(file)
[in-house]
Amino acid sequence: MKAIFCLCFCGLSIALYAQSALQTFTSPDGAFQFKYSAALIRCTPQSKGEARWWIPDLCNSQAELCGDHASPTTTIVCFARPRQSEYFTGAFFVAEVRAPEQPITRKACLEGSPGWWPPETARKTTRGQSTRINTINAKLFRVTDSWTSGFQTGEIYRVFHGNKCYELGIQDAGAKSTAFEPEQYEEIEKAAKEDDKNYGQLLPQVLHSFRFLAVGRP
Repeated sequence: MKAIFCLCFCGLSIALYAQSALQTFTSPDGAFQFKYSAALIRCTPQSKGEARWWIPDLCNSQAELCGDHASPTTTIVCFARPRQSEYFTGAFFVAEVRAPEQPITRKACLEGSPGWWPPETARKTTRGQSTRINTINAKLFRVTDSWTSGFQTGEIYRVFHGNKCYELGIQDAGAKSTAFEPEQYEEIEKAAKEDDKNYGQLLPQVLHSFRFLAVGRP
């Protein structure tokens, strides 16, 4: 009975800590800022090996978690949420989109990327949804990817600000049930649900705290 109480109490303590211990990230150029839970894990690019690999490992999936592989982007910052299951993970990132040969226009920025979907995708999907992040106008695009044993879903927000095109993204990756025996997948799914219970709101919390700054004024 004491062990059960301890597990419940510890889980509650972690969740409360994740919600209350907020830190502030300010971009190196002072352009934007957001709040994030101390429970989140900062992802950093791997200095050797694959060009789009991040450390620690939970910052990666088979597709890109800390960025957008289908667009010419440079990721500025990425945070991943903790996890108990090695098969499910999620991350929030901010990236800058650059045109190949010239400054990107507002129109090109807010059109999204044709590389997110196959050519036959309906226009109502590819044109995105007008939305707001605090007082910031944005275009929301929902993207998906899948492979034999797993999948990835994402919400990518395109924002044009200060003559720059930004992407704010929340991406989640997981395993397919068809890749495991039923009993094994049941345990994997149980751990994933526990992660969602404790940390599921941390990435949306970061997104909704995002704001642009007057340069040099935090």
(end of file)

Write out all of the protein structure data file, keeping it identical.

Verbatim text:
[in-house]
Amino acid sequence: MKAIFCLCFCGLSIALYAQSALQTFTSPDGAFQFKYSAALIRCTPQSKGEARWWIPDLCNSQAELCGDHASPTTTIVCFARPRQSEYFTGAFFVAEVRAPEQPITRKACLEGSPGWWPPETARKTTRGQSTRINTINAKLFRVTDSWTSGFQTGEIYRVFHGNKCYELGIQDAGAKSTAFEPEQYEEIEKAAKEDDKNYGQLLPQVLHSFRFLAVGRP
Repeated sequence: MKAIFCLCFCGLSIALYAQSALQTFTSPDGAFQFKYSAALIRCTPQSKGEARWWIPDLCNSQAELCGDHASPTTTIVCFARPRQSEYFTGAFFVAEVRAPEQPITRKACLEGSPGWWPPETARKTTRGQSTRINTINAKLFRVTDSWTSGFQTGEIYRVFHGNKCYELGIQDAGAKSTAFEPEQYEEIEKAAKEDDKNYGQLLPQVLHSFRFLAVGRP
């Protein structure tokens, strides 16, 4: 009975800590800022090996978690949420989109990327949804990817600000049930649900705290 109480109490303590211990990230150029839970894990690019690999490992999936592989982007910052299951993970990132040969226009920025979907995708999907992040106008695009044993879903927000095109993204990756025996997948799914219970709101919390700054004024 004491062990059960301890597990419940510890889980509650972690969740409360994740919600209350907020830190502030300010971009190196002072352009934007957001709040994030101390429970989140900062992802950093791997200095050797694959060009789009991040450390620690939970910052990666088979597709890109800390960025957008289908667009010419440079990721500025990425945070991943903790996890108990090695098969499910999620991350929030901010990236800058650059045109190949010239400054990107507002129109090109807010059109999204044709590389997110196959050519036959309906226009109502590819044109995105007008939305707001605090007082910031944005275009929301929902993207998906899948492979034999797993999948990835994402919400990518395109924002044009200060003559720059930004992407704010929340991406989640997981395993397919068809890749495991039923009993094994049941345990994997149980751990994933526990992660969602404790940390599921941390990435949306970061997104909704995002704001642009007057340069040099935090």